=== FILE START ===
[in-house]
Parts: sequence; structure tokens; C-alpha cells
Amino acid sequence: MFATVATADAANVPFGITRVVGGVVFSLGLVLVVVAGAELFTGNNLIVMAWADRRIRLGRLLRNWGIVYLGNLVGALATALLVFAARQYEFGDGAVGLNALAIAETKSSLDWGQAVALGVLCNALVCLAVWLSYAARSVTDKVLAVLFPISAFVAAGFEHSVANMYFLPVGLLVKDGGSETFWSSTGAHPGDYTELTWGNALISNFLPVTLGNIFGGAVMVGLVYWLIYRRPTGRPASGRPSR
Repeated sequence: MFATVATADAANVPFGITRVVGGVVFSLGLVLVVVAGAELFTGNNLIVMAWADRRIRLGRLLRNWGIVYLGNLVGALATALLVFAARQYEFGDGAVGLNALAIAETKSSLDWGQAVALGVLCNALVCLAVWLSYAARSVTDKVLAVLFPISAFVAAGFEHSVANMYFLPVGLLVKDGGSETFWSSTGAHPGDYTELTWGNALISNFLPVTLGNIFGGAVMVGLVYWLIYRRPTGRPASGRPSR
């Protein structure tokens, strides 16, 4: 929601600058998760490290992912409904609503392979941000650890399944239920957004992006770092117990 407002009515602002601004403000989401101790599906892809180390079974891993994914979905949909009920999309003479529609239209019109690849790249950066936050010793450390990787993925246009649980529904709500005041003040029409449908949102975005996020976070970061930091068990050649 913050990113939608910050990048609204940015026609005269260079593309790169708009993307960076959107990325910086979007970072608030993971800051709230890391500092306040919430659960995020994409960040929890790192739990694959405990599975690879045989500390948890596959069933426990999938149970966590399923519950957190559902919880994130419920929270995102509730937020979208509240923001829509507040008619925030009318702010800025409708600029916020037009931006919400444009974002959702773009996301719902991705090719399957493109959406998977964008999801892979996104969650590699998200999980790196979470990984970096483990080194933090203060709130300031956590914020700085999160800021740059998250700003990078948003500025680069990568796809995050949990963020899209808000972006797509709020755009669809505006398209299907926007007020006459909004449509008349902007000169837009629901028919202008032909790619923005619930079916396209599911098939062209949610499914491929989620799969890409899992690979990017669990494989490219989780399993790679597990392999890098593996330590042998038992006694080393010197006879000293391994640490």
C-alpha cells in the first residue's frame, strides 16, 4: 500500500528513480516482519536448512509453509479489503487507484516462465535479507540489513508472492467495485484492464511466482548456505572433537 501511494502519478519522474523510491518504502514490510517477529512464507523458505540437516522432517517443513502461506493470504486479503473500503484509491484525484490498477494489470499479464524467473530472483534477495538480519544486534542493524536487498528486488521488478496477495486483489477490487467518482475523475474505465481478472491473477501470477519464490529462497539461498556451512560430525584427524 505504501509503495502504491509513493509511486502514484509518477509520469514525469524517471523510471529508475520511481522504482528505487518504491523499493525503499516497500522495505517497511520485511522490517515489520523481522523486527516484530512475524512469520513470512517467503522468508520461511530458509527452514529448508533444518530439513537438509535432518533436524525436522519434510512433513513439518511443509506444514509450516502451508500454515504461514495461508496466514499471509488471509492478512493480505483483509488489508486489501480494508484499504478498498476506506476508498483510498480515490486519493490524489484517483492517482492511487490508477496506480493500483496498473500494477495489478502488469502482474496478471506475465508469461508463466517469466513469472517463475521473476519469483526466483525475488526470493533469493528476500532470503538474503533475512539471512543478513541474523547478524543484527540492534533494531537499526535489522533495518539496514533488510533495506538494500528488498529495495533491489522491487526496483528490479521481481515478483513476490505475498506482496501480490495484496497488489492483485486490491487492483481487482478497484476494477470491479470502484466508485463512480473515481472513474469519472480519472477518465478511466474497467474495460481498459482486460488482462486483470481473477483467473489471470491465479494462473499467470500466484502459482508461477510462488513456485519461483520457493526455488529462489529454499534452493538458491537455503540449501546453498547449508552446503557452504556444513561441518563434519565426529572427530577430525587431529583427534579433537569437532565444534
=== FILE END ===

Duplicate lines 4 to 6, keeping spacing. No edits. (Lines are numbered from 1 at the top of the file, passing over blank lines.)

Repeated sequence: MFATVATADAANVPFGITRVVGGVVFSLGLVLVVVAGAELFTGNNLIVMAWADRRIRLGRLLRNWGIVYLGNLVGALATALLVFAARQYEFGDGAVGLNALAIAETKSSLDWGQAVALGVLCNALVCLAVWLSYAARSVTDKVLAVLFPISAFVAAGFEHSVANMYFLPVGLLVKDGGSETFWSSTGAHPGDYTELTWGNALISNFLPVTLGNIFGGAVMVGLVYWLIYRRPTGRPASGRPSR
């Protein structure tokens, strides 16, 4: 929601600058998760490290992912409904609503392979941000650890399944239920957004992006770092117990 407002009515602002601004403000989401101790599906892809180390079974891993994914979905949909009920999309003479529609239209019109690849790249950066936050010793450390990787993925246009649980529904709500005041003040029409449908949102975005996020976070970061930091068990050649 913050990113939608910050990048609204940015026609005269260079593309790169708009993307960076959107990325910086979007970072608030993971800051709230890391500092306040919430659960995020994409960040929890790192739990694959405990599975690879045989500390948890596959069933426990999938149970966590399923519950957190559902919880994130419920929270995102509730937020979208509240923001829509507040008619925030009318702010800025409708600029916020037009931006919400444009974002959702773009996301719902991705090719399957493109959406998977964008999801892979996104969650590699998200999980790196979470990984970096483990080194933090203060709130300031956590914020700085999160800021740059998250700003990078948003500025680069990568796809995050949990963020899209808000972006797509709020755009669809505006398209299907926007007020006459909004449509008349902007000169837009629901028919202008032909790619923005619930079916396209599911098939062209949610499914491929989620799969890409899992690979990017669990494989490219989780399993790679597990392999890098593996330590042998038992006694080393010197006879000293391994640490």
C-alpha cells in the first residue's frame, strides 16, 4: 500500500528513480516482519536448512509453509479489503487507484516462465535479507540489513508472492467495485484492464511466482548456505572433537 501511494502519478519522474523510491518504502514490510517477529512464507523458505540437516522432517517443513502461506493470504486479503473500503484509491484525484490498477494489470499479464524467473530472483534477495538480519544486534542493524536487498528486488521488478496477495486483489477490487467518482475523475474505465481478472491473477501470477519464490529462497539461498556451512560430525584427524 505504501509503495502504491509513493509511486502514484509518477509520469514525469524517471523510471529508475520511481522504482528505487518504491523499493525503499516497500522495505517497511520485511522490517515489520523481522523486527516484530512475524512469520513470512517467503522468508520461511530458509527452514529448508533444518530439513537438509535432518533436524525436522519434510512433513513439518511443509506444514509450516502451508500454515504461514495461508496466514499471509488471509492478512493480505483483509488489508486489501480494508484499504478498498476506506476508498483510498480515490486519493490524489484517483492517482492511487490508477496506480493500483496498473500494477495489478502488469502482474496478471506475465508469461508463466517469466513469472517463475521473476519469483526466483525475488526470493533469493528476500532470503538474503533475512539471512543478513541474523547478524543484527540492534533494531537499526535489522533495518539496514533488510533495506538494500528488498529495495533491489522491487526496483528490479521481481515478483513476490505475498506482496501480490495484496497488489492483485486490491487492483481487482478497484476494477470491479470502484466508485463512480473515481472513474469519472480519472477518465478511466474497467474495460481498459482486460488482462486483470481473477483467473489471470491465479494462473499467470500466484502459482508461477510462488513456485519461483520457493526455488529462489529454499534452493538458491537455503540449501546453498547449508552446503557452504556444513561441518563434519565426529572427530577430525587431529583427534579433537569437532565444534